“The pandemic has shifted executives’ focus from long-term planning to addressing more immediate business concerns—putting forecasting capabilities into the spotlight, which has shown weak points in these efforts. Gaining better visibility into forecasting to fully understand the liquidity impacts in their business is critical in navigating a path forward,” Jackson continued.

Advanced technologies are here to help but few are taking advantage

With forecasting challenging executives, especially in a time of increased disruption, leveraging advanced technologies can help. However, only 13.5% of respondents stated they are currently doing so and 18.8% of respondents plan to implement in the next 12 months. Almost half of respondents (46.8%) stated that they have no plans to use advanced technology in their liquidity management efforts.

Jackson said, “Utilizing technologies like advanced analytics can help executives save time and gain valuable insight that might not have otherwise been available—identifying trends and issues throughout areas like forecasting efforts. Ultimately, advanced technologies can help executives evaluate the most strategic ways to strengthen their liquidity.”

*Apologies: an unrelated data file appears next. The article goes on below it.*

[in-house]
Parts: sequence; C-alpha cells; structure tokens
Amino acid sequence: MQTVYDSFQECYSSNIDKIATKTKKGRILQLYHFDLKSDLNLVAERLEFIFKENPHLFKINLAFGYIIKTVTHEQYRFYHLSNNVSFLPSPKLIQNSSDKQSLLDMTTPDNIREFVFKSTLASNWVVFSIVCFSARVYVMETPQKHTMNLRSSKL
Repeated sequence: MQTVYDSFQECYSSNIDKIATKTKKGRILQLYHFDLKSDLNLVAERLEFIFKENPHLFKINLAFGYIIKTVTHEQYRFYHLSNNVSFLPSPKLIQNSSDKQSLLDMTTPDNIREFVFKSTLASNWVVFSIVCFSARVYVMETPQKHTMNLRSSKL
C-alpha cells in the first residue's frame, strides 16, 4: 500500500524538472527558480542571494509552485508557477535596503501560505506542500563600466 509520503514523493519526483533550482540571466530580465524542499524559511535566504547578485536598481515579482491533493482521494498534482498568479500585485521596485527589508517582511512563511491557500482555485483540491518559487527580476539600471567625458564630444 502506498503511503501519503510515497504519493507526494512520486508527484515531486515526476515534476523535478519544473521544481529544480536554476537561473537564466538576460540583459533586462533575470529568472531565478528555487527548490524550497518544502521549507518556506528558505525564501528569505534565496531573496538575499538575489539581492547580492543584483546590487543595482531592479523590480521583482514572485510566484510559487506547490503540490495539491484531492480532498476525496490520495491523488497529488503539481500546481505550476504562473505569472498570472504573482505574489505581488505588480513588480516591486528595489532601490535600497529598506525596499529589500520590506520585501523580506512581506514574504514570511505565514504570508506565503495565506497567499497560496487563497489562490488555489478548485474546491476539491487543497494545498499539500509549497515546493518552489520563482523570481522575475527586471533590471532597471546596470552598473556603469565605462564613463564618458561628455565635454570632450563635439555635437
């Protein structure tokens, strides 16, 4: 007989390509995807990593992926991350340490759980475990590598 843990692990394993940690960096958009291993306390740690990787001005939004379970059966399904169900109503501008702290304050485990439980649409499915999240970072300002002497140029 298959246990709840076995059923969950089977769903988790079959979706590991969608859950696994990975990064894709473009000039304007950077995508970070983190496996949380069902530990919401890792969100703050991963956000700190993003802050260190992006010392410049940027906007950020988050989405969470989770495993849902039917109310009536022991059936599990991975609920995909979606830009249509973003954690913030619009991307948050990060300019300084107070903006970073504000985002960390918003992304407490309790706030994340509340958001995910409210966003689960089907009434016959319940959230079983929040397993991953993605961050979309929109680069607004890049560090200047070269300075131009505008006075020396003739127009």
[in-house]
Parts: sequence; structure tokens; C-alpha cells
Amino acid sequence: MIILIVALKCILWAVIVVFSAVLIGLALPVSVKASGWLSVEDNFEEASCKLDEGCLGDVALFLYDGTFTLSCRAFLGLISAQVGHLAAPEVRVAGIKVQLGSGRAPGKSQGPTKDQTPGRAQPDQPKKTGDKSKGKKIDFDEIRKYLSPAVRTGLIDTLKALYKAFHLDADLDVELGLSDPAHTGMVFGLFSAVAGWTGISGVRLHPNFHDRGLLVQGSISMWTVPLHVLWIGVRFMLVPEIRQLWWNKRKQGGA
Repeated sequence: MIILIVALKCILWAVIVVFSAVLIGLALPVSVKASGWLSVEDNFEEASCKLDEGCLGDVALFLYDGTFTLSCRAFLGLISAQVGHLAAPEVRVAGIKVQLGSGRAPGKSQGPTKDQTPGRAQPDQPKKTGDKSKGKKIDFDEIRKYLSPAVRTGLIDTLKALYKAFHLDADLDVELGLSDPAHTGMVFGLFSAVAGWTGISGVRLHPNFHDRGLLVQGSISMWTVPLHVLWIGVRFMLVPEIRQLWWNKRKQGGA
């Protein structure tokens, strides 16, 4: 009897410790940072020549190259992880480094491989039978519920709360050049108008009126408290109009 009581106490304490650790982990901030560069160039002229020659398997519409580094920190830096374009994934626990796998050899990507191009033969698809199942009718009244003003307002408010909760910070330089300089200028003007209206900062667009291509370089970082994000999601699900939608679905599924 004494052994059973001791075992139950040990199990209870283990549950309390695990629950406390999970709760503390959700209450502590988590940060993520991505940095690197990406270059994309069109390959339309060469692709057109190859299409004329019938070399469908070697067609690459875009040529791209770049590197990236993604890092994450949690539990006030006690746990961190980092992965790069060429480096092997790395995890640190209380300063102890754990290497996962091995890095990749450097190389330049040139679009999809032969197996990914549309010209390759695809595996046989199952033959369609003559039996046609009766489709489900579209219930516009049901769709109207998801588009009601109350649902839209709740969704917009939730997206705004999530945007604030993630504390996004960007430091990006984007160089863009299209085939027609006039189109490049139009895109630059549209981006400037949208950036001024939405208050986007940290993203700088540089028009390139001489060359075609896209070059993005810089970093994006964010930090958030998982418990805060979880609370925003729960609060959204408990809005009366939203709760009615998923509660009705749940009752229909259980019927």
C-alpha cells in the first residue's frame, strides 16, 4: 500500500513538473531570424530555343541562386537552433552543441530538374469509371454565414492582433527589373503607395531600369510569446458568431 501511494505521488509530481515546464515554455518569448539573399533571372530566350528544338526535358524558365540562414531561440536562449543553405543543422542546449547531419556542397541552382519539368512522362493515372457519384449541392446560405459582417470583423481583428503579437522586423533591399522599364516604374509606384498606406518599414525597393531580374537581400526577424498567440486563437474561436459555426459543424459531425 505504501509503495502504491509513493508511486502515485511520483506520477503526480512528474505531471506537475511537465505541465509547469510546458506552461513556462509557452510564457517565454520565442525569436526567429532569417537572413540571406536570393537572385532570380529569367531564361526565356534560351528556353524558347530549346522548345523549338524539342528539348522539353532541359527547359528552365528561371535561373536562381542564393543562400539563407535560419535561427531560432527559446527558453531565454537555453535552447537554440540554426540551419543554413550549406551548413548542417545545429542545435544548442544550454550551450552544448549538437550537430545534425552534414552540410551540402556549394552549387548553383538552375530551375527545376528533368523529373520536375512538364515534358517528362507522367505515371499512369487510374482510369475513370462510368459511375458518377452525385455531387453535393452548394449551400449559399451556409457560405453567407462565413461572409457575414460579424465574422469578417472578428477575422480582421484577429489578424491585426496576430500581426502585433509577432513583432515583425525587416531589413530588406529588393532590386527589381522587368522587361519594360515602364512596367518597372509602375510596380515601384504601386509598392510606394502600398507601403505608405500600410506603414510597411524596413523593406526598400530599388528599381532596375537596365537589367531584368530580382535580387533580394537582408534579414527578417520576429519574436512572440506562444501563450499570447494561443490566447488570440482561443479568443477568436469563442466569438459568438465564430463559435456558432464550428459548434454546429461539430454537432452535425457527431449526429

Through disruption, organizations are regularly updating liquidity management efforts
Executives stated that their organizations are updating cash flow and liquidity management plans in a regular cadence. Nearly a third (31.4%) of respondents are updating their plans monthly and nearly a quarter (24.5%) are updating their plans on a weekly basis. Only 7.2% of respondents stated they were not making changes to their cash flow and liquidity management plans.

Jackson concluded, “Efforts in managing cash flow and liquidity have usually been reserved for companies in distress. However, with the pandemic and increased disruption, these efforts are now relevant for almost every organization. Executives should recognize that now is the time to act by updating or creating better processes, gaining visibility and enhancing capabilities to make proactive and informed decisions that affect liquidity.”